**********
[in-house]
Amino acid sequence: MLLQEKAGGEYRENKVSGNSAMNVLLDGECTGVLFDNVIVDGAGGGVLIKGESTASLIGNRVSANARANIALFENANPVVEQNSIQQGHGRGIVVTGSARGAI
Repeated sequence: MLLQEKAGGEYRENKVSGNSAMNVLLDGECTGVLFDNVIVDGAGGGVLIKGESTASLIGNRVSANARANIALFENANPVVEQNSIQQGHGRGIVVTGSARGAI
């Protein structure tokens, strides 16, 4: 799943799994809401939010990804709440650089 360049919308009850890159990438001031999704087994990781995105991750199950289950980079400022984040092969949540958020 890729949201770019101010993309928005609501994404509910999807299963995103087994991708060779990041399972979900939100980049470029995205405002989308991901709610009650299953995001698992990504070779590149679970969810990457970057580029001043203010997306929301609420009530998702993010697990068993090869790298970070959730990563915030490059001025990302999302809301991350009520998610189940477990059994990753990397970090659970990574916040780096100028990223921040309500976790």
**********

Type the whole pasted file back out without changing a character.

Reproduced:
[in-house]
Amino acid sequence: MLLQEKAGGEYRENKVSGNSAMNVLLDGECTGVLFDNVIVDGAGGGVLIKGESTASLIGNRVSANARANIALFENANPVVEQNSIQQGHGRGIVVTGSARGAI
Repeated sequence: MLLQEKAGGEYRENKVSGNSAMNVLLDGECTGVLFDNVIVDGAGGGVLIKGESTASLIGNRVSANARANIALFENANPVVEQNSIQQGHGRGIVVTGSARGAI
């Protein structure tokens, strides 16, 4: 799943799994809401939010990804709440650089 360049919308009850890159990438001031999704087994990781995105991750199950289950980079400022984040092969949540958020 890729949201770019101010993309928005609501994404509910999807299963995103087994991708060779990041399972979900939100980049470029995205405002989308991901709610009650299953995001698992990504070779590149679970969810990457970057580029001043203010997306929301609420009530998702993010697990068993090869790298970070959730990563915030490059001025990302999302809301991350009520998610189940477990059994990753990397970090659970990574916040780096100028990223921040309500976790």